Audit trails
To generate documents based on the total history of a device or group of devices in the system, end-users can call upon an application like the AMS Device Manager Audit Trail. This capability works in the background to automatically create a history of past device performance and changes that have occurred. Since all records are date- and time-stamped, users can easily determine when and by whom a particular device was changed or tested, including “as found/as left” notations. With this information in a database that cannot be edited, it should never be necessary for technicians to spend time searching for historical information on a device. Since events can also be recorded manually, users can document unusual occurrences affecting the entire plant, such as a lightning strike or power outage, or individual events like device inspections.

Users can refer to recorded alerts to identify any devices that have been problematic over time and what corrective steps may have been taken previously. Automated documentation provides a seamless record of events in a given production area, including communication failures, device malfunctions and process variables that are out of range. Armed with this information, maintenance personnel are better equipped to understand and resolve nagging repetitive issues to improve the process.

One Audit Trail user, Jody Minor, E&I reliability specialist at LyondellBasell’s Clinton, IA, plant says: “If there is an issue, or if we are experiencing a rash of issues, we can go back into the records and get a sense of what’s been going on over time. You can search by a specific device or by location. For example, if I have a transmitter that failed and needs to be replaced, I can see the whole history for that device, or I can look at the history of the location. Checking the location lets me look for a trend indicating a problem beyond a failed device. The instrument may need to be reconfigured or re-ranged. In this way, Audit Trail can actually contribute to improving the process.”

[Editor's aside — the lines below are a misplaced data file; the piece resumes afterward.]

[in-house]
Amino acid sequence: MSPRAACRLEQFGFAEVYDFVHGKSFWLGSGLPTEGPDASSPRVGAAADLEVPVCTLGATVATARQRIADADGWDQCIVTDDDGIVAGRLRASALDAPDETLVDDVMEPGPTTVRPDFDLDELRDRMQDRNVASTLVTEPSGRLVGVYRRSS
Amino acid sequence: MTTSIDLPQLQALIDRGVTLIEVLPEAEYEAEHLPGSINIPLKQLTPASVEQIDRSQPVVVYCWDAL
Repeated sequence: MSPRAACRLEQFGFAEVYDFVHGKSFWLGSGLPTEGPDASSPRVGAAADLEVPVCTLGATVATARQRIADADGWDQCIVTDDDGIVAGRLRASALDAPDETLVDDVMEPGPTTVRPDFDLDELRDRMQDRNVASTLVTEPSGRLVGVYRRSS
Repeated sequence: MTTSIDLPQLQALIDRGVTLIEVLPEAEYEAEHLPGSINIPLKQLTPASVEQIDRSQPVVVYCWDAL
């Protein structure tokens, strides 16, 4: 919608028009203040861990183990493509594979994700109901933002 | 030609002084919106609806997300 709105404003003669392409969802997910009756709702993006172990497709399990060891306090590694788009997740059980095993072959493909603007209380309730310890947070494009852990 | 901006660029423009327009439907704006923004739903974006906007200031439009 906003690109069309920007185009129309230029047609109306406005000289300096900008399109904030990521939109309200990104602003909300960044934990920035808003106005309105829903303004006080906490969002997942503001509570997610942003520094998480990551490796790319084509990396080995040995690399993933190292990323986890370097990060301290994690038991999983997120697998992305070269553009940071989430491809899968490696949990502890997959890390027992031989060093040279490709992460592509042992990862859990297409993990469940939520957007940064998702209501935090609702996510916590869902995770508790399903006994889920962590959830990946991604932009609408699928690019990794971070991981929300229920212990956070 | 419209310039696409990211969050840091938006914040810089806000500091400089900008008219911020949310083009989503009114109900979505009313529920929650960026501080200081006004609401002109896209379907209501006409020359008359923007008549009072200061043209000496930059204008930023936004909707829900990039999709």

Keeping track of device configuration changes is a key function. The tabular format enables users to review all configuration changes or focus on specific events. When it is necessary to reconfigure a device, everything done to that device in the past can be viewed, enabling the technician to install new parameters if necessary. The configuration records can also be used to help meet process safety requirements. A report showing the calibration history of any given device or group of devices can be printed at the same time.

Device comparisons are also possible with the Audit Trail capability. Users can compare the current configuration and operating status of any two devices in the database. Or, they can go back and review the past parameters in effect at a previous time. Such comparisons can be useful in determining devices that may not be performing at a desired level and finding out why. As always, easy access to device status information saves time.

“I frequently use Audit Trail when questions are brought to me about the reliability of a device or how a control is working,” Minor says. “If an operator has a question about the operation of a given device, I can check it out very quickly from my office. Even if an alert has not been raised, I can learn if the device’s performance is lagging and often determine what’s wrong. This is very helpful and saves a lot of walking and climbing in a big plant.”

Other resources
Two other features broaden the utility of the Audit Trail application. The Drawing and Notes feature launches a blank MS Word or Excel file where users can embed links to Webpages, photos and other documentation. It also allows them to type in their own notes so others can use them during troubleshooting. The Generic Application Launcher feature also can be used to link/launch into an existing database of historical data, such as calibration data that was recorded at an earlier time.

Use of an automated document generator like Audit Trail allows maintenance supervisors to customize their own accurate, up-to-date documents. Depending on the size of your plant, this can save hundreds of man hours that can be put to effective use elsewhere. In many cases, documentation time is cut in half, explaining why there are more than 3000 Audit Trail users worldwide. Still, the flexibility of this application gives maintenance managers the ability to customize documents to reflect exactly what they need to report. MT


Eric Snyder is a business development manager for Emerson Process Management, focusing on Plant Asset Management products and services for North America.

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6:00 am
February 1, 2009
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Putting Hurricane-Ravaged Operations Back In Business